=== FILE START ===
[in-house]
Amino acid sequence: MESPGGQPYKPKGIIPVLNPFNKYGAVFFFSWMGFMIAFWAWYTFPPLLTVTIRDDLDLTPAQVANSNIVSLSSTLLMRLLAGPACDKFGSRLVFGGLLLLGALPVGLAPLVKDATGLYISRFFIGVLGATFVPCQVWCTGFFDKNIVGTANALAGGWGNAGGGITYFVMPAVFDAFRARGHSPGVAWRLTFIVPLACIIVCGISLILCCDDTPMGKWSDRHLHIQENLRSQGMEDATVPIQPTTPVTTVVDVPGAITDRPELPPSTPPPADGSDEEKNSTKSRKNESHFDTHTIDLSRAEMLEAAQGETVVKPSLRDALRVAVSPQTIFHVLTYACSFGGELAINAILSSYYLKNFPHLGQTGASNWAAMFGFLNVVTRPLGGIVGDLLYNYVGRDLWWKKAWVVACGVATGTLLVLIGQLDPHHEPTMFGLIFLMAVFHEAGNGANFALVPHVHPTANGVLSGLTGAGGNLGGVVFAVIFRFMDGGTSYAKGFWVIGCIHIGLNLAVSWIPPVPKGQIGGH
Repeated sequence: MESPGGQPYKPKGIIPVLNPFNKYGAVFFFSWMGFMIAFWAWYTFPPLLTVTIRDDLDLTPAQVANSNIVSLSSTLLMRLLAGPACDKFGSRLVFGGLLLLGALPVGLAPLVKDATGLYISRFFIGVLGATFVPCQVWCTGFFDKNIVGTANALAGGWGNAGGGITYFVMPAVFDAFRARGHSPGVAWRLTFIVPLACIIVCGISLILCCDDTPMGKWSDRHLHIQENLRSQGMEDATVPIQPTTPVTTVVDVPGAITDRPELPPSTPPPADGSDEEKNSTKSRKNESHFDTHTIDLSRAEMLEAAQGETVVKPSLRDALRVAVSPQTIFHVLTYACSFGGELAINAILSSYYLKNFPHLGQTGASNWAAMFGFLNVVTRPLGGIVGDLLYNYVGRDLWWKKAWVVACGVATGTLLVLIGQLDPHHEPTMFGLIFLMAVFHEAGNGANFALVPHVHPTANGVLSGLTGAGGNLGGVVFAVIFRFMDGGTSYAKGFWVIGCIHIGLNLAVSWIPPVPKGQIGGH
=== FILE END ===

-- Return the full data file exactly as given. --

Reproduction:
[in-house]
Amino acid sequence: MESPGGQPYKPKGIIPVLNPFNKYGAVFFFSWMGFMIAFWAWYTFPPLLTVTIRDDLDLTPAQVANSNIVSLSSTLLMRLLAGPACDKFGSRLVFGGLLLLGALPVGLAPLVKDATGLYISRFFIGVLGATFVPCQVWCTGFFDKNIVGTANALAGGWGNAGGGITYFVMPAVFDAFRARGHSPGVAWRLTFIVPLACIIVCGISLILCCDDTPMGKWSDRHLHIQENLRSQGMEDATVPIQPTTPVTTVVDVPGAITDRPELPPSTPPPADGSDEEKNSTKSRKNESHFDTHTIDLSRAEMLEAAQGETVVKPSLRDALRVAVSPQTIFHVLTYACSFGGELAINAILSSYYLKNFPHLGQTGASNWAAMFGFLNVVTRPLGGIVGDLLYNYVGRDLWWKKAWVVACGVATGTLLVLIGQLDPHHEPTMFGLIFLMAVFHEAGNGANFALVPHVHPTANGVLSGLTGAGGNLGGVVFAVIFRFMDGGTSYAKGFWVIGCIHIGLNLAVSWIPPVPKGQIGGH
Repeated sequence: MESPGGQPYKPKGIIPVLNPFNKYGAVFFFSWMGFMIAFWAWYTFPPLLTVTIRDDLDLTPAQVANSNIVSLSSTLLMRLLAGPACDKFGSRLVFGGLLLLGALPVGLAPLVKDATGLYISRFFIGVLGATFVPCQVWCTGFFDKNIVGTANALAGGWGNAGGGITYFVMPAVFDAFRARGHSPGVAWRLTFIVPLACIIVCGISLILCCDDTPMGKWSDRHLHIQENLRSQGMEDATVPIQPTTPVTTVVDVPGAITDRPELPPSTPPPADGSDEEKNSTKSRKNESHFDTHTIDLSRAEMLEAAQGETVVKPSLRDALRVAVSPQTIFHVLTYACSFGGELAINAILSSYYLKNFPHLGQTGASNWAAMFGFLNVVTRPLGGIVGDLLYNYVGRDLWWKKAWVVACGVATGTLLVLIGQLDPHHEPTMFGLIFLMAVFHEAGNGANFALVPHVHPTANGVLSGLTGAGGNLGGVVFAVIFRFMDGGTSYAKGFWVIGCIHIGLNLAVSWIPPVPKGQIGGH